The class distinctions on the ship were another example of arrogance; third class passengers were treated like cattle and not allowed to associate with any other class, while first class enjoyed all the luxuries the ship boasted of. No expense was spared; the Titanic contained a swimming pool, Turkish baths, a library, smoking rooms and an exercise room, many items unheard of until then. The ship was completely stocked with every convenience known to man at the time.
This arrogance was also evidenced in the naming of the ship; Titanic was named after the Titans, who in Greek mythology challenged the gods on Mount Olympus for supremacy and were defeated. A popular line that circulated about the Titanic was God Himself could not sink this ship! As history unfolds, we see clearly that the ship was not what the shipbuilders boasted it would be.
Looking back over the past twenty or thirty years, a mindset resembling the Titanic’s day has permeated our modern culture. A quote from December 1998’s Charisma magazine accurately describes the ship that our society is now founded upon: Tens of millions have placed their hope in the stock market, their jobs or retirement accounts. We’ve steamed along on this Titanic of an economy for years. Two little digits might be the equivalent of an economic and social iceberg to our way of life on the verge of a new millenium.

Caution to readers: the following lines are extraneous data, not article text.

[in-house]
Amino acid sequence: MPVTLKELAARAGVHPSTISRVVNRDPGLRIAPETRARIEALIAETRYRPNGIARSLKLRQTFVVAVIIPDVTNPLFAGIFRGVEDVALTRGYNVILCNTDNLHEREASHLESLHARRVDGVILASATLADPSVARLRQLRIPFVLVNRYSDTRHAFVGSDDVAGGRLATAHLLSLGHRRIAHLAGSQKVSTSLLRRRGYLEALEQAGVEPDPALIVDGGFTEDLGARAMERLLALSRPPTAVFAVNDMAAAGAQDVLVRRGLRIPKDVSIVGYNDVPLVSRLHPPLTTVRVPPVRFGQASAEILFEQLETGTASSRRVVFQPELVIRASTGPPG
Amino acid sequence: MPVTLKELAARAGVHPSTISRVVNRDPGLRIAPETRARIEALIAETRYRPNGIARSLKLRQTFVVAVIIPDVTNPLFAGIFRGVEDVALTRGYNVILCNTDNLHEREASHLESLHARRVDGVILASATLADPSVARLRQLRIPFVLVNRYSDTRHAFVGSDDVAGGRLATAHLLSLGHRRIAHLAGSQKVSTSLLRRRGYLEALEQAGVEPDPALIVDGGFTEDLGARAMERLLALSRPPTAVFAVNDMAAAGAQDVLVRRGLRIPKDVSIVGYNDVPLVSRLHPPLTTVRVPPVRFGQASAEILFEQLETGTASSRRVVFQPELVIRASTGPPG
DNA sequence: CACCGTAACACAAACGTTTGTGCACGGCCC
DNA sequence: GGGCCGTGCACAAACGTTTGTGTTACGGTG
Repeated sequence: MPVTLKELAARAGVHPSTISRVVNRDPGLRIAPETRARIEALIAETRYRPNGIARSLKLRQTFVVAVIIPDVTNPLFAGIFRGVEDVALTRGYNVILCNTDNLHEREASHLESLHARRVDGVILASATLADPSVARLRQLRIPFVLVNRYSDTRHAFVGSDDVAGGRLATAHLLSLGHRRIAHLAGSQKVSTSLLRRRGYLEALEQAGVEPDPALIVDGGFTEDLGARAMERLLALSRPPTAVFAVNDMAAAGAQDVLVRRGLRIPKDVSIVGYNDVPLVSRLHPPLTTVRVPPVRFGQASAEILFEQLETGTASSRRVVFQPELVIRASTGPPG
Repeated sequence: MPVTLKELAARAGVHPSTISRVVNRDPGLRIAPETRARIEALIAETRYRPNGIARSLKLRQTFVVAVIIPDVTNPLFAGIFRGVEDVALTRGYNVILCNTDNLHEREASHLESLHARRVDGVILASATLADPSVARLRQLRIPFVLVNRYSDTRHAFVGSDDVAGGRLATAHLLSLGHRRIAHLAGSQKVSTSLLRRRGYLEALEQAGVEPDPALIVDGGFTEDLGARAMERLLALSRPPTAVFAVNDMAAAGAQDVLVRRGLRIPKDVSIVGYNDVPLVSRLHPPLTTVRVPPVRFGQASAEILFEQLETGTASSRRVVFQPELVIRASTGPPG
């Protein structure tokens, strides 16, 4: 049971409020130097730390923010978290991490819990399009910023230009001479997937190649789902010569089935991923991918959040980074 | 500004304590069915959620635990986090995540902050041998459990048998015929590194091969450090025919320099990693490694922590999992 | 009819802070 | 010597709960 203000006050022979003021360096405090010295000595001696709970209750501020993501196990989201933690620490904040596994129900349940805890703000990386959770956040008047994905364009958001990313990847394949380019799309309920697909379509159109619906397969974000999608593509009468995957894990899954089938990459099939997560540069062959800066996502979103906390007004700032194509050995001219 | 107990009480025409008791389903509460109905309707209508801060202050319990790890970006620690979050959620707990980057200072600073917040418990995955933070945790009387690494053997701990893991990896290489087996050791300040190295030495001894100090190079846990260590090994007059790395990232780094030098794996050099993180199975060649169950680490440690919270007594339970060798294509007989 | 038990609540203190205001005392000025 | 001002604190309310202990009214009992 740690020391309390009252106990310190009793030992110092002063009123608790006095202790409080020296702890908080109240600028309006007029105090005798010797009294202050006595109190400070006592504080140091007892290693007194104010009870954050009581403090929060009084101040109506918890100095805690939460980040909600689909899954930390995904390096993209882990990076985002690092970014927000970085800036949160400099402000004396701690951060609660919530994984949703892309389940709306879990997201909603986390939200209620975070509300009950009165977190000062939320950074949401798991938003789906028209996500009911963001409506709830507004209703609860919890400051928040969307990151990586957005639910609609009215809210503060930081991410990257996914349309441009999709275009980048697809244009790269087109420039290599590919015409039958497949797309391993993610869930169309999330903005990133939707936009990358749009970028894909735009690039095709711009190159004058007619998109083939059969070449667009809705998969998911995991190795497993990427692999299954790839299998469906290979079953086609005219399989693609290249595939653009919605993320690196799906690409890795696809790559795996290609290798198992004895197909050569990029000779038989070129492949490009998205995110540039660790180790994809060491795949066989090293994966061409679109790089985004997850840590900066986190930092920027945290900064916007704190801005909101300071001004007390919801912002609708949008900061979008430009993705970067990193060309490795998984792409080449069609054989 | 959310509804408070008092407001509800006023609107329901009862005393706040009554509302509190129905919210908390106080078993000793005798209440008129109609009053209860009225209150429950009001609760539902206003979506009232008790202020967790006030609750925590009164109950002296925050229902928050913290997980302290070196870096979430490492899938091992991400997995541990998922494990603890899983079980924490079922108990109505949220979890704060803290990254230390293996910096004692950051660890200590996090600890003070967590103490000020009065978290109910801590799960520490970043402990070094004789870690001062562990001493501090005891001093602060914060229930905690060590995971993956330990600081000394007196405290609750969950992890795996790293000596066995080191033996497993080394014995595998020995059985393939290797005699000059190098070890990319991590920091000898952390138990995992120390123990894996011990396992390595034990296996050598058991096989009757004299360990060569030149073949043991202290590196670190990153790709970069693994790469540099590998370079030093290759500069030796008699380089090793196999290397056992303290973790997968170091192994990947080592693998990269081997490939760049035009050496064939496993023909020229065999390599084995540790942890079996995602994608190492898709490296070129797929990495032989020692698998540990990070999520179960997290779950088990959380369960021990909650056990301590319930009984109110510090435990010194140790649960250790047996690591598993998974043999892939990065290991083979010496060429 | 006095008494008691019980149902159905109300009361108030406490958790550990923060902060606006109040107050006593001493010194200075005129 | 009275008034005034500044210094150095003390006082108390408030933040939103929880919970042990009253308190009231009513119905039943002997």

Just like the smooth, calm sea the Titanic was sailing upon just before it hit the iceberg, our economy and stock market appear to be stable but are headed towards an iceberg, which is the new millenium. Many believe our economic ship is unsinkable and are thus unprepared to handle an emergency. Very soon, our “unsinkable” economy will face its greatest test.
Next, I would like to point out the similarities in the design of actual ship Titanic to the modern technological system we have today.
Though the Titanic was stocked with conveniences of every kind as stated before, it lacked one thing, an adequate number of lifeboats. The ship set out on its maiden voyage with twenty lifeboats. The original design of the boat called for 32 lifeboats that would each fit 60 people, but White Star management (the shipbuilder that made the Titanic) felt 32 boats would make the decks look too cluttered, so only twenty were put onto the boat. (After the sinking, however, the laws were changed that required ships to contain enough lifeboats for every passenger on board.) Before the sinking, White Star and other shipbuilders balked at this idea. So the shipbuilders were confident at the time that twenty lifeboats were all they would need, on an unsinkable ship they would never have to be used anyway.